All of that said, having an email admin account without 2fa seems to be a bit of a schoolboy error by any measure. We had a really good fire drill in place but neglected to fix the leaky gas pipes in the basement.
What I want to know is whether lenders are still consulting Equifax credit checks when extending credit to private individuals. The scale of technical incompetence at the company is clearly so huge that, breach or no breach, their credit scores cannot possibly be trusted. I suspect their credit scoring algorithm is something like :
int value = rnd.Next(10, 100);
or is that a bit too sophisticated?
... which is great if you're with a woman but ain't no good in the jungle (Robin Williams)
Dilbert had it much more succinctly back in 2000
Thumb up for Thomas Fischer of Digital Guardian. Tiger Swan cannot blame Talent Pen. If Tiger Swan is using a third party then they need to establish clear security policies and audit the third party to ensure compliance.
At a rate of £50 per hour, 8 hour days and 240 working days a year I make that 13,885 person years. I can just never comprehend this kind of thing. How can anyone spend nearly 14 millennia of people's time delivering a tax system FFS?! Or have I got my maths horribly wrong?
And precisely how many involve a background check on the ex's new shag?
See it's only the K5. The K9 has no such problems.
Exactly, with expensive apps consultants.
And what about completely bespoke third party integrations from legacy systems to banks, third party logistics companies etc... There will be no templates for these so they'll all need to be built from scratch, and because they are likely to be mission critical that will be a lengthy and expensive development and testing cycle.
So people moving to Oracle Cloud have to port all their legacy workloads. At the same time Oracle claim that their cloud eliminates the need for systems integration consultants. Now that is the biggest, slipperiest barrel of snake oil I've ever seen. And I'm a cloud fan.
I've got this issue with my clients too, but I know for a fact that all of those who have safe harbour / data protection issues still send a lot of sensitive data around the world (think spreadsheets etc...) in unencrypted emails, and make use of sharing services such as Dropbox and GDrive for work related material. I know they shouldn't and you can tell them they shouldn't, but they still will. On premises hardware solves none of that.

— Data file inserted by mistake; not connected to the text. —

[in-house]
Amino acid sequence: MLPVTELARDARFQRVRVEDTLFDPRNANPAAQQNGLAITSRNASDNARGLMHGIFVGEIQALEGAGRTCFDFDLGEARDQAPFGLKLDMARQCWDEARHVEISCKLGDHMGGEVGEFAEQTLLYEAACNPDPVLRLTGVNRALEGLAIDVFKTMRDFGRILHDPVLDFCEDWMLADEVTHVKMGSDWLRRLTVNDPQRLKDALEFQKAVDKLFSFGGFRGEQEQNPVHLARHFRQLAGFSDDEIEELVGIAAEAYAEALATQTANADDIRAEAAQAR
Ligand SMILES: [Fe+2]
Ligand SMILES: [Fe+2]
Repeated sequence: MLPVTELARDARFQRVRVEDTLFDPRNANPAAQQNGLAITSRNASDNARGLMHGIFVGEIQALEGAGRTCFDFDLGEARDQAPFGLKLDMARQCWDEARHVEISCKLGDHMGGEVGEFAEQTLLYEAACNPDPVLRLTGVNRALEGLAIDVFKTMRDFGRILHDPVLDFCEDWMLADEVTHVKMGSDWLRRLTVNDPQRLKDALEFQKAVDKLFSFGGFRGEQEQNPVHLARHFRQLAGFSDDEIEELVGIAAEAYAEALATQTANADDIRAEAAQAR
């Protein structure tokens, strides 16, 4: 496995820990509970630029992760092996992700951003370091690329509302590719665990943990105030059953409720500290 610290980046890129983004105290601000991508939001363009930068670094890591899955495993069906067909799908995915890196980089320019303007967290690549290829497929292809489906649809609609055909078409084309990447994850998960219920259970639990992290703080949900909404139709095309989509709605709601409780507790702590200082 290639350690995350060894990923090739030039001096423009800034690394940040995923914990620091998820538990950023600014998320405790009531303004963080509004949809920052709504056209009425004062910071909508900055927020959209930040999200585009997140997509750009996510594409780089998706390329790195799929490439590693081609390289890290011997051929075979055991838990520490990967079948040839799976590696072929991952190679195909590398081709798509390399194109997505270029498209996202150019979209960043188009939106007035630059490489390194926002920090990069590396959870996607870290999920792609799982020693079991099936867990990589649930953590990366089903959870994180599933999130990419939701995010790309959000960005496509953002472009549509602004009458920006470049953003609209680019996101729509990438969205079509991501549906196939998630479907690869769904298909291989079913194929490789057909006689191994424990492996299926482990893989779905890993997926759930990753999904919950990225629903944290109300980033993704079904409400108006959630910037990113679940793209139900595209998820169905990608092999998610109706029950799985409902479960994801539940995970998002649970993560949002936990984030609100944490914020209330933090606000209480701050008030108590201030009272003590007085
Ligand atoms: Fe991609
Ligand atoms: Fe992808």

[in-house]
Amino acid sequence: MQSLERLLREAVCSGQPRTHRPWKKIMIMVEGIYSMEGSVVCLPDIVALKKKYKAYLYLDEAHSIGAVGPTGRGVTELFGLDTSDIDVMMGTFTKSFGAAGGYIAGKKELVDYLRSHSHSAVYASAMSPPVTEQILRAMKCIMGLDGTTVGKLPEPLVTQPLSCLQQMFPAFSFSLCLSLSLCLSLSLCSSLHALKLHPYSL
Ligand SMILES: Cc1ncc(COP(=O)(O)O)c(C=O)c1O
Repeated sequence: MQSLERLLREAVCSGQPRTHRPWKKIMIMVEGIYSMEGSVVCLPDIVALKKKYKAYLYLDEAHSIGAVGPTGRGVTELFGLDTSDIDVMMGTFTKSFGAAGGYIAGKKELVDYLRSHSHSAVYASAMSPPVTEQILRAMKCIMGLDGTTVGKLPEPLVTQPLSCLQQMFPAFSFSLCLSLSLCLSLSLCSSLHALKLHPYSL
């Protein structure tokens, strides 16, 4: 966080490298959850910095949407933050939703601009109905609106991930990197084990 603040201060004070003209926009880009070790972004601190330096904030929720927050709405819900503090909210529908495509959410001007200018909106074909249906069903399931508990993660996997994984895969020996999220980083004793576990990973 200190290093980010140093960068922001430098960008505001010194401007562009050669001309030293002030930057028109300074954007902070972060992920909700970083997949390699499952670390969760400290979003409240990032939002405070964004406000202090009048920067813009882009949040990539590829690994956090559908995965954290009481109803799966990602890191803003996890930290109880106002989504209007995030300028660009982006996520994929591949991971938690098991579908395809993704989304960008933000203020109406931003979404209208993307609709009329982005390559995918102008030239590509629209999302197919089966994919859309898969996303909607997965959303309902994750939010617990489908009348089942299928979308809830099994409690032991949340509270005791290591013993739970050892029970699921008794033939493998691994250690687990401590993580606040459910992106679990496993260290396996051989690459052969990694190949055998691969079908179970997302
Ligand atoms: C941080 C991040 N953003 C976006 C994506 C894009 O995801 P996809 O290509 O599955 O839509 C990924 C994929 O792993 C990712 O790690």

"bugger out" - like it. I think I'll add that to my vocab.
Reminds me of an Eastern European friend of mine, trying to impress upon me that he knew more than I gave him credit for. "You think I know fuck nothing, but I tell you I know fuck *all*". Legend.
Fasthosts - always pulling a fast one.
Do a Google News search for Fasthosts, and be amazed that anyone is still using them.
When was cloud ever about cost savings?
Outsourcing of any sort is about turning capex into opex i.e. spreading the cost over time.
With cloud in particular it's also about scalability. If you are planning on growing fast you can start small at very low cost, with the costs only scaling as your business scales. When you're building on-prem infrastructure you have to predict the future to a much larger extent. If you think you're going to grow from a 1000 to 1000000 customers in 8 months, you need to build much of the infrastructure for that up front. And what if your predictions are wrong?
Doing cloud properly is never going to be about saving money.
Here's Theresa May's plan. It's a much better plan than she's had for pretty much everything else.
Very, very frightening me.
Mind you, I would have thought that "Copy of K9b Form assessed by : James Eley-Gaunt" would pretty much flag this as suspicious in most intelligent people's minds. Eggheads my arse.
I think I'm probably standing on his little toe, but even from there I can see for miles.
Quite. And the poor sod who is going to have to pick up the pieces is probably the one who wanted to keep things in house all along. Bit like Farage securing the out vote and then buggering right off to let everyone else sort out the impending catastrophe.
Don't get me wrong, I don't thing cloud is actually the real risk here. Revolutionary rather than evolutionary change at scale is as we all know an excellent recipe for potential disaster. If I was on the board of Specsavers I wouldn't let anyone draw up the plan if they weren't going to be around when it's executed. Madness!